The WordPress Performance Team offers to develop a new plugin verification tool – WP Tavern

The WordPress Performance team is launching a proposal to develop a plugin verification tool similar to the theme verification plugin, which ensures themes meet the latest standards and best practices.

In 2021, the WordPress Meta team built a code scanner that detects potential security risks, such as unescaped SQL queries in plugin code, with the aim of reducing the load on the plugin team through to automation. This particular tool was not developed to encourage best practices, but rather to ensure that plugins entering the directory meet the minimum standards necessary for security.

The Performance team proposes to create another type of plugin that would flag any violation of plugin development requirements and suggest best practices with errors or warnings.

“It should cover various aspects of plugin development, from basic requirements such as the correct use of internationalization features, to best practices for accessibility, performance, and security,” said sponsored contributor Felix Arntz. Google. He identified three main goals for the plugin:

  • Provide plugin developers with feedback on requirements and best practices during development.
  • Provide the wordpress.org plugin review team with an additional automated tool to identify certain issues or weaknesses in a plugin before a manual review.
  • Provide technical site owners with a tool to evaluate plugins against these requirements and best practices.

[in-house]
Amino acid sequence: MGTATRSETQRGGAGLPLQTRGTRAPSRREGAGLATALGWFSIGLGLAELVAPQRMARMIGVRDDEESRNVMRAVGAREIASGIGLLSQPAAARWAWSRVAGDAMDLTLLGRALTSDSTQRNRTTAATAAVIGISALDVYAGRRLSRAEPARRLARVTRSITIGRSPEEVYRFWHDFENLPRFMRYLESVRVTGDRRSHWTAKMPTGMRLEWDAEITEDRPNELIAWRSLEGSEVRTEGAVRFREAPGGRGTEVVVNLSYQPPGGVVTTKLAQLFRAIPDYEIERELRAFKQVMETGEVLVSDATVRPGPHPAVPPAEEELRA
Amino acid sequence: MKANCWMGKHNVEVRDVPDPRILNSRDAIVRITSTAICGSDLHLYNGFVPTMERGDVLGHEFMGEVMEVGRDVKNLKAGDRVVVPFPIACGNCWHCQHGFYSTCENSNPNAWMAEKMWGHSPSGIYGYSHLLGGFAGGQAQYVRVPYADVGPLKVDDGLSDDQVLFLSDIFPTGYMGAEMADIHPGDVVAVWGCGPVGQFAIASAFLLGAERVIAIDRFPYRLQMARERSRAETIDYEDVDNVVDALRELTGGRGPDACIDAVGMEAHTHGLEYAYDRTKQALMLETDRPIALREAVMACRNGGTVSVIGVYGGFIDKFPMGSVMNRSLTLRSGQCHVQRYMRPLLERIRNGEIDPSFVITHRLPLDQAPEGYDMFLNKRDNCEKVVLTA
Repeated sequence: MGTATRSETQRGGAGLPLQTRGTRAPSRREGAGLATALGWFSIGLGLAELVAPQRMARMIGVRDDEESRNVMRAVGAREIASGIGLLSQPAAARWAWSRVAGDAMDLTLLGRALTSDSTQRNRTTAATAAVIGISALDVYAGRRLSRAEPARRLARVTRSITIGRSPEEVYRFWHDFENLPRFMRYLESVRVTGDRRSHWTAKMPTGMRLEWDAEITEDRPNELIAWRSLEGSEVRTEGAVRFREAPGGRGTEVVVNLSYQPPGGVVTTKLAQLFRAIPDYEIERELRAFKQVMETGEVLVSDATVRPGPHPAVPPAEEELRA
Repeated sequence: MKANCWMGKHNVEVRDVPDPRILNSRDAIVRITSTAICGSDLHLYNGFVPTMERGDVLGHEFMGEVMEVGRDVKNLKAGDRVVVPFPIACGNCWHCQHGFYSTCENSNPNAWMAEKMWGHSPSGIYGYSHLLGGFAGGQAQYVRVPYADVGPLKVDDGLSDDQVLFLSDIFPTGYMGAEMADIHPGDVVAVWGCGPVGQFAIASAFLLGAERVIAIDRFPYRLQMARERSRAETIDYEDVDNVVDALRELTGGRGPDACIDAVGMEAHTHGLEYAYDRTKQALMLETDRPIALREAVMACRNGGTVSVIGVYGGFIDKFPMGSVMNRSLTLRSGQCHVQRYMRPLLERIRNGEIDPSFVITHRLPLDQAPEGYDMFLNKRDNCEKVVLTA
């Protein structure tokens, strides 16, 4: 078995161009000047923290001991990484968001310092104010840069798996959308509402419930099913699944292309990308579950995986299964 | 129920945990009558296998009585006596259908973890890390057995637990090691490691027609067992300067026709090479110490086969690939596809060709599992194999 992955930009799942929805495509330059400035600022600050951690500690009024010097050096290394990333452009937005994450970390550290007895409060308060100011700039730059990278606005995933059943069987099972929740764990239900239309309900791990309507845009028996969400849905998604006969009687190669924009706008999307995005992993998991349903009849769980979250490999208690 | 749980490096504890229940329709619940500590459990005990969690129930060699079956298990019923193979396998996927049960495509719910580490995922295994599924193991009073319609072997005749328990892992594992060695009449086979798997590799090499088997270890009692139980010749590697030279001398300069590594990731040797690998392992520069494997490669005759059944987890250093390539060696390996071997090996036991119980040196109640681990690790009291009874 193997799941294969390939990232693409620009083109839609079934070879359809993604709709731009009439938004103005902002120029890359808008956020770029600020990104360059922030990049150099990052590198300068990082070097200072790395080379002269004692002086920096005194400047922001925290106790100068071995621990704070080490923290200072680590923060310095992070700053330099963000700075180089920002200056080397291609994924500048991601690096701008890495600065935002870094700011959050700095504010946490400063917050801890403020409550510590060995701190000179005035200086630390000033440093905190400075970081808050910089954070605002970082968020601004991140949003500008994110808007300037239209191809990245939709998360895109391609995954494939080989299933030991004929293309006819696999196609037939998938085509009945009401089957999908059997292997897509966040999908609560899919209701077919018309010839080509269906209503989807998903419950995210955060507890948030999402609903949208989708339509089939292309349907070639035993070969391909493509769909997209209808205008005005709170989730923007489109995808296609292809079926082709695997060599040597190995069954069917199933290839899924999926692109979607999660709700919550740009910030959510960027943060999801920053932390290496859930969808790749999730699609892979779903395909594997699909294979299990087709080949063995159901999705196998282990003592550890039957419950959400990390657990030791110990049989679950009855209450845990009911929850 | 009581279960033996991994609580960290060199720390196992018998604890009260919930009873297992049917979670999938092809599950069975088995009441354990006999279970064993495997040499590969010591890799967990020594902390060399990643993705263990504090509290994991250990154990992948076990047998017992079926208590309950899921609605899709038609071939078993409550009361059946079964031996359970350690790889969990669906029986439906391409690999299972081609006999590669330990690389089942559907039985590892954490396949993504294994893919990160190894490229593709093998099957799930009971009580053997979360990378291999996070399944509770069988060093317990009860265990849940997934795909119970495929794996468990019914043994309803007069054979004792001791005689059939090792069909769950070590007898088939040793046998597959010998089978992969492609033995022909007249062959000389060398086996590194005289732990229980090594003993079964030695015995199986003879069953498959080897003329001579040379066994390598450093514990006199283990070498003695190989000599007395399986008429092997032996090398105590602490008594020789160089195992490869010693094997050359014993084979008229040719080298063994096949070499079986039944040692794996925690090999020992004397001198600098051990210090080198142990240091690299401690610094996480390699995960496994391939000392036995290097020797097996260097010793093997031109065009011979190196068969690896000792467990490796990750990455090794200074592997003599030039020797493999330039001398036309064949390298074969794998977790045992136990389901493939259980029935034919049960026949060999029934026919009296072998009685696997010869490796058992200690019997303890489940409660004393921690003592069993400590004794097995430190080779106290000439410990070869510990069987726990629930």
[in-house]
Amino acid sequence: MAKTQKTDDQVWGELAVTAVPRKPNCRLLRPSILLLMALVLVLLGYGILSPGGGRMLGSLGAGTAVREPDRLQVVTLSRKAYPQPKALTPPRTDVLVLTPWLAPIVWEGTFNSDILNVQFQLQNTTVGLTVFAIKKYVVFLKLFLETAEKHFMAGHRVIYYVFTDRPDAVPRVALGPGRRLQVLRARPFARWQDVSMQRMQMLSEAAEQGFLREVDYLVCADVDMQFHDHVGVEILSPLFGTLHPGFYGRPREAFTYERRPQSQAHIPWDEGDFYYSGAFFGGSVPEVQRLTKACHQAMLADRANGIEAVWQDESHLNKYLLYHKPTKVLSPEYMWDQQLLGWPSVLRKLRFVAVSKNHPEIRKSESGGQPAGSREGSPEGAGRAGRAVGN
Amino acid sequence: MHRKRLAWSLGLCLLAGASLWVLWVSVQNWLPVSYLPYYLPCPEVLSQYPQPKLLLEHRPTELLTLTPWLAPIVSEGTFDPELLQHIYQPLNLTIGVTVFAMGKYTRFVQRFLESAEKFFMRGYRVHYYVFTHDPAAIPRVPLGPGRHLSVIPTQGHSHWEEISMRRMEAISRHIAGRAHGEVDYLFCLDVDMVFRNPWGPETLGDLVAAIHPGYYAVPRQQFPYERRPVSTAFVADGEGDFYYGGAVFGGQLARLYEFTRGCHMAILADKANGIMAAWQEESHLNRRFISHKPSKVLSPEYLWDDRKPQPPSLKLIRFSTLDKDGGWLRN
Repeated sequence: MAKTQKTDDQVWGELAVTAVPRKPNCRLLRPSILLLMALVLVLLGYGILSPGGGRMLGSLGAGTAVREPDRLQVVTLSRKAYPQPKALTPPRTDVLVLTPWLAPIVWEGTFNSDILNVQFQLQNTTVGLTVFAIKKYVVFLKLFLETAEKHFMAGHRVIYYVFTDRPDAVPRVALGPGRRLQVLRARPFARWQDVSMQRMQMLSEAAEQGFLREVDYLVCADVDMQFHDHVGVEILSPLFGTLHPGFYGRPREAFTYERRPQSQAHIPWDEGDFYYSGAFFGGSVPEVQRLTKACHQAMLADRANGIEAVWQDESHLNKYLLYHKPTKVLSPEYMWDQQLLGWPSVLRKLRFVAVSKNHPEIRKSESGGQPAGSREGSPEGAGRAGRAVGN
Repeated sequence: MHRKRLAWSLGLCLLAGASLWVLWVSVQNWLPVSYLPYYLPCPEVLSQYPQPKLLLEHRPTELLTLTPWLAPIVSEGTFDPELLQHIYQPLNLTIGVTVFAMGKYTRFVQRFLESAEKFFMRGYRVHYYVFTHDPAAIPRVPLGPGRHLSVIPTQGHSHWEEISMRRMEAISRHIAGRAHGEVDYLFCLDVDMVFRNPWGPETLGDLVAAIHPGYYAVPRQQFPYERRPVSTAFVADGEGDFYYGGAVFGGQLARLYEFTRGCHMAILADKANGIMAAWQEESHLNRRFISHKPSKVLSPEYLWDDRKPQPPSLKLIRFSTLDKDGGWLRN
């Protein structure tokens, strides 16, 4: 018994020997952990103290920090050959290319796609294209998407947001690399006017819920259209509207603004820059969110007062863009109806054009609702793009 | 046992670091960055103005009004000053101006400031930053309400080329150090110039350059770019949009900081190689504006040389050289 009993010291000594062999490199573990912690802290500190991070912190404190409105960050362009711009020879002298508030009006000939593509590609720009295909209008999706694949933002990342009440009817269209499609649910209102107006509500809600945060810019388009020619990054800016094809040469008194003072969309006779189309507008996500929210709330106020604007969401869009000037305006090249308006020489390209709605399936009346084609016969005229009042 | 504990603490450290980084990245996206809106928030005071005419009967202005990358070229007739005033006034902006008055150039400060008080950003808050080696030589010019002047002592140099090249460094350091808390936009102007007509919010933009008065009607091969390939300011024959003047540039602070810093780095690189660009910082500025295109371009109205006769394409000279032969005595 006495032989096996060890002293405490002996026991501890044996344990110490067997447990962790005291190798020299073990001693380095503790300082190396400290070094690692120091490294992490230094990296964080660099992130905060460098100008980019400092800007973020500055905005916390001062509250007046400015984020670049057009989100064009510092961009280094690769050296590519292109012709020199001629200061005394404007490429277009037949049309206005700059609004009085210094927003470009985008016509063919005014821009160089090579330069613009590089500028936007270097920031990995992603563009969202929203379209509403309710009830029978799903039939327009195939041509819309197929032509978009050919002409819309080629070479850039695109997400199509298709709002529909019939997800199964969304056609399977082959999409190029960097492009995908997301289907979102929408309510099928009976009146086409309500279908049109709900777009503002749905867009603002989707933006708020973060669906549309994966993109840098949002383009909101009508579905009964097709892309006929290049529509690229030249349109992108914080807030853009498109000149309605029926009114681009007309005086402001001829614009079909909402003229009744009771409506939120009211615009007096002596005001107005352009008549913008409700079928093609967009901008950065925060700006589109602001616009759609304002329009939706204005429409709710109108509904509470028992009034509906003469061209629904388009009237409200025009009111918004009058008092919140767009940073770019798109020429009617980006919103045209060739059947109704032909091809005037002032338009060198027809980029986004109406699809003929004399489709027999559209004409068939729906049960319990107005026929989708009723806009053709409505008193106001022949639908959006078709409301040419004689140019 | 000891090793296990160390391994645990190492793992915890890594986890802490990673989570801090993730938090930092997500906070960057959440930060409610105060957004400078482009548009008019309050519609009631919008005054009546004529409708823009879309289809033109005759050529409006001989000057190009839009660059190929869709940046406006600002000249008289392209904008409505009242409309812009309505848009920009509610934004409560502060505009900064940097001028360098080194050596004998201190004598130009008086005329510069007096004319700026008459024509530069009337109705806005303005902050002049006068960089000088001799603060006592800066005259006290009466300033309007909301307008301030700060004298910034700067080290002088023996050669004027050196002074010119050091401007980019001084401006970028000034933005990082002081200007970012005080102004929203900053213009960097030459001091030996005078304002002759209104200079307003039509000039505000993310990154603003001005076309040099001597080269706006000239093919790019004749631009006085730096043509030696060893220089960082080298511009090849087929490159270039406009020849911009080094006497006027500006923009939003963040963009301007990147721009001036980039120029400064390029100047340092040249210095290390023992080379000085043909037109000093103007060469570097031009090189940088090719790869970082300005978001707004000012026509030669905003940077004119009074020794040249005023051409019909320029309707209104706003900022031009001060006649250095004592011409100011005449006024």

The Performance team recommends that the plugin also works from the command line (using WP-CLI) and goes beyond static code analysis to include checks for execution that execute code.

The proposal has received mixed feedback so far. Several discussion participants welcome the development of such a tool and would be eager to use it with their own plugins. Others worry that the checks will become too cumbersome and negatively impact the plugin ecosystem.

“Having a plugin to automate these checks sounds awesome,” said WordPress developer Michael Nelson. “I’m afraid, however, that this will ultimately mean that WP plugin author developers will also have to adopt WP’s style of code, which would be quite boring.”

WordPress developer Josh Pollock said he shares these concerns and is concerned about how these standards might be applied to plugins that weren’t created to support PHP5, use the composer for management and automating dependencies and sharing PHP code with other frameworks.

“If it HELPS plugin developers, then great, but if it’s used as a weapon to push standards, then I suspect it will be a nail in WP’s coffin,” said plugin developer Robin W.

“If you want to stress things that aren’t security-critical, then the current documentation is far from helpful for beginners.

“Now if the tool rewrote the code to standard, so the developer got a ‘this is a better version’, then I’d be on board.

“But one that just says ‘you’re not escaping your code properly’ and then has the plugin developer try to figure out what’s wrong and where it’s wrong will just result in less innovation.”

The Performance team is asking for feedback from the community, especially plugin developers, plugin reviewers, and the meta team. If they reach a consensus, Arntz said the next step is to build the plugin checker infrastructure into a GitHub repository.

“The Performance team would be happy to take the lead on this project, but it’s essential that additional contributors from other teams help with its development, especially when it comes to defining and implementing the various controls,” Arntz said.

“It is certainly an ambitious project, and it is not the first time that a plugin checker has been implemented. It must also be said that it will probably take at least a few months to arrive at a first version. However , we’re optimistic that with a solid foundation and collaboration from the start, we can build a tool that will meet the demands of reliable automated plugin checks.

Virginia C. Taylor